Have you ever availed yourself of the myths and wonders of ancient Pagan traditions? Or come upon a mystery in nature that brings to mind archaic folklore and ballads? Are you curious about your place in the history of humanity and in your relationship to the universe? The Center for Symbolic Studies (CSS) is a not-for-profit healing and performing arts center committed to “exploring the psyche through the window of myth.”
To that end, CSS offers programs that delve into wisdom traditions once honored and employed in everyday life. At Midsummer, the approximate midpoint between the Summer Solstice and the Autumnal Equinox, the Earth’s abundance is at its peak. CSS hosts its annual Midsummer Festival this weekend at Stone Mountain Farm in Tillson.
Two days of music and dance and theater will now include talks and workshops pertaining to environmentalism. Experts will speak on permaculture – the development of agricultural ecosystems intended to be sustainable and self-sufficient. Storytellers and local musical acts will entertain on two stages, and local organic food will be available for purchase.
The first evening will culminate with the traditional burning of the Wicker Man. Wicker men are temporary sculptures constructed of wood and sticks, such as willow, that are set ablaze in effigy during a celebration, usually toward the end of the event. Based in Celtic Paganism, wicker men are burned to pay tribute to the gods at important ceremonies throughout the year. At the Midsummer Festival, the immolation proceeds with music, drumming and bonfire.
Brad Gorfein, musical coordinator for CSS events and producer of this Midsummer Festival, says, “We’ve had a different theme every year. This year, I had a desire to have people come together for festive means and to focus on social issues, so we could accomplish two things at the same time. Frivolity and raising of awareness: looking at the way we interact with our environment and how to do that better.”
Originally from Long Island, Gorfein is a SUNY-New Paltz student transplant who thinks that the Hudson Valley is “a lovely place to live” – and being connected to nature here has a great appeal. Midsummer is especially significant as a time when people in older agricultural societies expressed their gratitude and hopes for a good harvest each year, he explains. “I think it’s going to be a great event. This is a great place to be thinking about nature. You’re really in it.”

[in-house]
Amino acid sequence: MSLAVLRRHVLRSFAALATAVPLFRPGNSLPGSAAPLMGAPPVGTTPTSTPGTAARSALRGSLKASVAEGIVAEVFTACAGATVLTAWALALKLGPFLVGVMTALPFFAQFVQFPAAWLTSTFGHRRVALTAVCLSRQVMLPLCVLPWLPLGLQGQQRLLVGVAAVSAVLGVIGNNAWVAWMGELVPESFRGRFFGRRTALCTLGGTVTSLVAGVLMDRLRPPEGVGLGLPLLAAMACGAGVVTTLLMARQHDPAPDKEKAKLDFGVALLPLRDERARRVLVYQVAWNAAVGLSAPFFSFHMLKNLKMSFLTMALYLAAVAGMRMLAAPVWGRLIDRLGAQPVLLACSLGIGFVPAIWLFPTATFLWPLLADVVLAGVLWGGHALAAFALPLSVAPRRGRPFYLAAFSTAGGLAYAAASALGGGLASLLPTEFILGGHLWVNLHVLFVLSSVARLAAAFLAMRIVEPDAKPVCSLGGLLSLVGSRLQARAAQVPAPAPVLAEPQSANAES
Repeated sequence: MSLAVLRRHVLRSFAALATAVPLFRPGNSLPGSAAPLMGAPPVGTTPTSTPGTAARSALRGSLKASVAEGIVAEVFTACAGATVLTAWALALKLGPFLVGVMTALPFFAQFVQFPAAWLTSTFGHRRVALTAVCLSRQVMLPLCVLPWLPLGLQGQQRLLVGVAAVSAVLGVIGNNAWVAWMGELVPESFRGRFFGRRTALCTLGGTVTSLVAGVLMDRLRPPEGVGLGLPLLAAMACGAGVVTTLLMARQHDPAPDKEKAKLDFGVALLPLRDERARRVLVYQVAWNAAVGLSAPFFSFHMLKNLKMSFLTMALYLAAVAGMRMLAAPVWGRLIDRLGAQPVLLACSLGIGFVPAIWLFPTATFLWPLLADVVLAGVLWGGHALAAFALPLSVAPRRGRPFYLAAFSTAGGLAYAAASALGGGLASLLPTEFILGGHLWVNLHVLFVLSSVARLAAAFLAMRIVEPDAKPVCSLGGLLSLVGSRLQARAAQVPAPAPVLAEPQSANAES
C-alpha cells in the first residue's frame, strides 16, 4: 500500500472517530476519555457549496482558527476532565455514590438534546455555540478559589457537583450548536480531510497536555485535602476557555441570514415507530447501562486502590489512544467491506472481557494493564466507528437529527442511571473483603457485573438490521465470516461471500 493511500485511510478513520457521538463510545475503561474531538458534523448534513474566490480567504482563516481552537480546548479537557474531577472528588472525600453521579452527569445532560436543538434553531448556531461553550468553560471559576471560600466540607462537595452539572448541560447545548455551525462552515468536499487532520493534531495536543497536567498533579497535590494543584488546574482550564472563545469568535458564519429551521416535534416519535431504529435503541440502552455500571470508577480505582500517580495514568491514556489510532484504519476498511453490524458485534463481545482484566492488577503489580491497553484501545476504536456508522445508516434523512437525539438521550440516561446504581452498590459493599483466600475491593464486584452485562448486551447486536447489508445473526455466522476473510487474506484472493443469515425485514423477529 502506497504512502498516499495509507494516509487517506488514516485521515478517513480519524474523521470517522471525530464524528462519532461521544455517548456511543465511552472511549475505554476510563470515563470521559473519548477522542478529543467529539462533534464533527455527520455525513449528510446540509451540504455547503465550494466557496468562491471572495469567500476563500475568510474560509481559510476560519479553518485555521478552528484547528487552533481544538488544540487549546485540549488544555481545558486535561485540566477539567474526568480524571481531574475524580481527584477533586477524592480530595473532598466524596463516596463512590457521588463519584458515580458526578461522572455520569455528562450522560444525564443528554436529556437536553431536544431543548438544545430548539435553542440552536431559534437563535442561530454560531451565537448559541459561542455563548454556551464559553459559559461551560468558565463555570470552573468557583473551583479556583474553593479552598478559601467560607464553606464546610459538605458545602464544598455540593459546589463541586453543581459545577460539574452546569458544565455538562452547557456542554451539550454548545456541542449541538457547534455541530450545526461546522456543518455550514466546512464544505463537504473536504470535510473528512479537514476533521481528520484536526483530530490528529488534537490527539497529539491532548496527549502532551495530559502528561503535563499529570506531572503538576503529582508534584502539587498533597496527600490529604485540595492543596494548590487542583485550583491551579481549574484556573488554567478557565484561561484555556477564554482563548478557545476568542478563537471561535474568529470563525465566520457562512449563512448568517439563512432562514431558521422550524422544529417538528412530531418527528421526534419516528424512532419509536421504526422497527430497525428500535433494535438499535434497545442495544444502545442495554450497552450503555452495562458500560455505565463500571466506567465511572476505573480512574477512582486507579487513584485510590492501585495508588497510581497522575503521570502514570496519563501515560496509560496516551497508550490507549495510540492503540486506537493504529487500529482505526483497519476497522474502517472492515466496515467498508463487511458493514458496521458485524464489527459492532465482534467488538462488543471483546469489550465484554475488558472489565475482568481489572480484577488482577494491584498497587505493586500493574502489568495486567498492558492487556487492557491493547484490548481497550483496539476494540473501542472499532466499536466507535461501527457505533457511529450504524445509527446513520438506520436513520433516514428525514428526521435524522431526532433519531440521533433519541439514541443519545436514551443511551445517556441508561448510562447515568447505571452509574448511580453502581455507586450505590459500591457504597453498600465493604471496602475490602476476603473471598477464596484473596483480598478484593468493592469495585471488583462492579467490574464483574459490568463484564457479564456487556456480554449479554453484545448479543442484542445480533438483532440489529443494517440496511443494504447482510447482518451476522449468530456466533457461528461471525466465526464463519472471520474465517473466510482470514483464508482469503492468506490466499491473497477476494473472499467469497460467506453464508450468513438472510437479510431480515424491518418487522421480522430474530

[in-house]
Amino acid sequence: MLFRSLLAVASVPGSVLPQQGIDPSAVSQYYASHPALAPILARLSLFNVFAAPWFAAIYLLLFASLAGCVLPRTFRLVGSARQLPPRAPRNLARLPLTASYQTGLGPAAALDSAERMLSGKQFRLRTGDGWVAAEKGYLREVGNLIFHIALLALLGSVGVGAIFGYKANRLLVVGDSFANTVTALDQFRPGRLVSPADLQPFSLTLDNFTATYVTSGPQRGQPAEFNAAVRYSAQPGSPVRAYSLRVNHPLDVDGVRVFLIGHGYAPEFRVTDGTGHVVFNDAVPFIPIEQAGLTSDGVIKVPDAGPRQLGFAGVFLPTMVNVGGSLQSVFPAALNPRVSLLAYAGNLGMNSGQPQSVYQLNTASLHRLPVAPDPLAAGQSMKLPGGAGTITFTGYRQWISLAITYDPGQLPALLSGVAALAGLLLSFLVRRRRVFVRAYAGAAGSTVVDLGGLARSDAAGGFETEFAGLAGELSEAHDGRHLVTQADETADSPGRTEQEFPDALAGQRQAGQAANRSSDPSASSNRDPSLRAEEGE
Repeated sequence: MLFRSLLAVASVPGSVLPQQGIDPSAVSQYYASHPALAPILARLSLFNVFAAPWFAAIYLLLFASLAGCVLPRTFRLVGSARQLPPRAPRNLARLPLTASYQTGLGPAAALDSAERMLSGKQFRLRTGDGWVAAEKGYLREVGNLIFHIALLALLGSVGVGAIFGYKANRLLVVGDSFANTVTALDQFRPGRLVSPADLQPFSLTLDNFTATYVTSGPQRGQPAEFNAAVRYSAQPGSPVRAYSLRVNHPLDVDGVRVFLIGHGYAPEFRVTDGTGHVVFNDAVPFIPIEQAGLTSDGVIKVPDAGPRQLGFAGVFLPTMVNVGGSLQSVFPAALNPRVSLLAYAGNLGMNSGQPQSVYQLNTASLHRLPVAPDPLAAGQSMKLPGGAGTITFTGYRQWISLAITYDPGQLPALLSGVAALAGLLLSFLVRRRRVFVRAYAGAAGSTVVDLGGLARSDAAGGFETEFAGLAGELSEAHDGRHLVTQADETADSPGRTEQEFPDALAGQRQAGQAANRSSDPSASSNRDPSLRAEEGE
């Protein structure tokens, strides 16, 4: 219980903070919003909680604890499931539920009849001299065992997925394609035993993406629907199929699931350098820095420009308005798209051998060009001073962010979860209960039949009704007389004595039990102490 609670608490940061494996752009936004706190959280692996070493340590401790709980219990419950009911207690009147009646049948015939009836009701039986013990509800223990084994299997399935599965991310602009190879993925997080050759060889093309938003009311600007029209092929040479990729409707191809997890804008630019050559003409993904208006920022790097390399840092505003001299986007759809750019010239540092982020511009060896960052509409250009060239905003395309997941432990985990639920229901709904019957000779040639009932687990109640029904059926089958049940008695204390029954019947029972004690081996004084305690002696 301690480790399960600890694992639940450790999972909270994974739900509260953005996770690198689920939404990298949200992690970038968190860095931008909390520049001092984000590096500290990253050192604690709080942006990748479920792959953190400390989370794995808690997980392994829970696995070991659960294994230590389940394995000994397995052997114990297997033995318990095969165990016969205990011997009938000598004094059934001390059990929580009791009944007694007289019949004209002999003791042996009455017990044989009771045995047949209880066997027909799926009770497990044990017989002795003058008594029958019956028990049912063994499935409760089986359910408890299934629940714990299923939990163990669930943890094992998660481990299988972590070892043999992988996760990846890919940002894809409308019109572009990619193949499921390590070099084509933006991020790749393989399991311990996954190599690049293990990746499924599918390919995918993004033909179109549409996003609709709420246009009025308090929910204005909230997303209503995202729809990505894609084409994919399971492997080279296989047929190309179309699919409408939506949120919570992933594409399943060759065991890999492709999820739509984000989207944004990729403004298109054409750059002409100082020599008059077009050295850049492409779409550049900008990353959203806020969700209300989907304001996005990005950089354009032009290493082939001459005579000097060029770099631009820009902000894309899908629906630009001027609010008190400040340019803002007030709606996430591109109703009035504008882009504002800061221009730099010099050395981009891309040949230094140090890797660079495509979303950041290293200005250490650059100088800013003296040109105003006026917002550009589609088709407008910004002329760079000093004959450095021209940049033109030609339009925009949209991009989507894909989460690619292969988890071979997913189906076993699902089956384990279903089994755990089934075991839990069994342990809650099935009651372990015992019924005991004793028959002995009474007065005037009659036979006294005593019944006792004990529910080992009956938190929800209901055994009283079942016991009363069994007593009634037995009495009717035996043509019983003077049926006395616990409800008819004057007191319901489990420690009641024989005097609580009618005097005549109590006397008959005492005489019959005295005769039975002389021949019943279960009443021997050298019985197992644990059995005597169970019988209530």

The gates open at 10 a.m. on Saturday for the start of festivities. A guided meditation from 11:30 a.m. to 12:30 p.m. with Lia Simone will put attendees in the proper frame of mind. “Music of the Plants” will be facilitated by Gisela Stromeyer: a demonstration measuring the electrical impulses of a plant and turning them into “notes” that can be heard. From 1 to 2 p.m., a workshop titled “Honeybee Lives” will take you into a deeper understanding of the beauty and value of honeybees and the world around us.
Storytelling, that ancient art of spinning yarns and imprinting tales of mythology and magic, comes next, with Jana Smith, James Warren, Josh Otero, Rich Schwab and Peter Blum on the stage. From 3 to 4 p.m., the “Connecting to the Spirit of the Trees” workshop will take place, given by Rick Feltington, storyteller, poet, teacher, flow facilitator and all-around gateway-opener. Paid Vacation, Six7 & the Afterburners will play. At 5, a Forest Ecology Workshop with naturalist Michael Ridolfo will take attendees into the woods to witness Nature’s miracles, while Seven Swords and It’s Not Night; It’s Space provide a musical backdrop up until the 8 o’clock ritual ceremony and burning of the Wicker Man. A drum circle starts at 8:40 p.m., and the evening ends with “H” playing from 10 to 11 p.m.
Sunday-morning breakfast is served at 8 a.m., and Yoga with Valeria Georghiu will happen from 9:30 to 11 a.m. Then a Permaculture Workshop with Avery Jenkins and Lauryn Belafiore will take place. Afternoon music includes Magic Mooka, Shy Spy and Secondhand Star Dust – all to be emceed by performance artist and core member of the Arm-of-the-Sea mask and puppet theater troupe, Carl Welden. Check the website for schedule.
Samuel Claiborne of the Rail Trail Café will provide food for purchase, and attendees are welcome to bring in their own food, too. Dress for the weather, especially if you’re tenting overnight, because the weekend’s festivities will go on rain or shine. Admission for the full weekend costs $25 at the gate, $20 if purchased online, Sunday-only $10; kids get in free. Overnight camping costs $10 per person. With the expectation of at least 300 people, parking will be limited, and there will be a $5 charge for parking on-site, so consider carpooling or riding the Rail Trail in. Volunteers are always needed, and gain free admission and more! (Contact for volunteering info: email@example.com).
Midsummer Festival, Saturday, August 6, 10 a.m. to Sunday, August 7, 3 p.m., Center for Symbolic Studies, Stone Mountain Farm, 475 River Road Extension, Tillson; www.cssfestivals.org.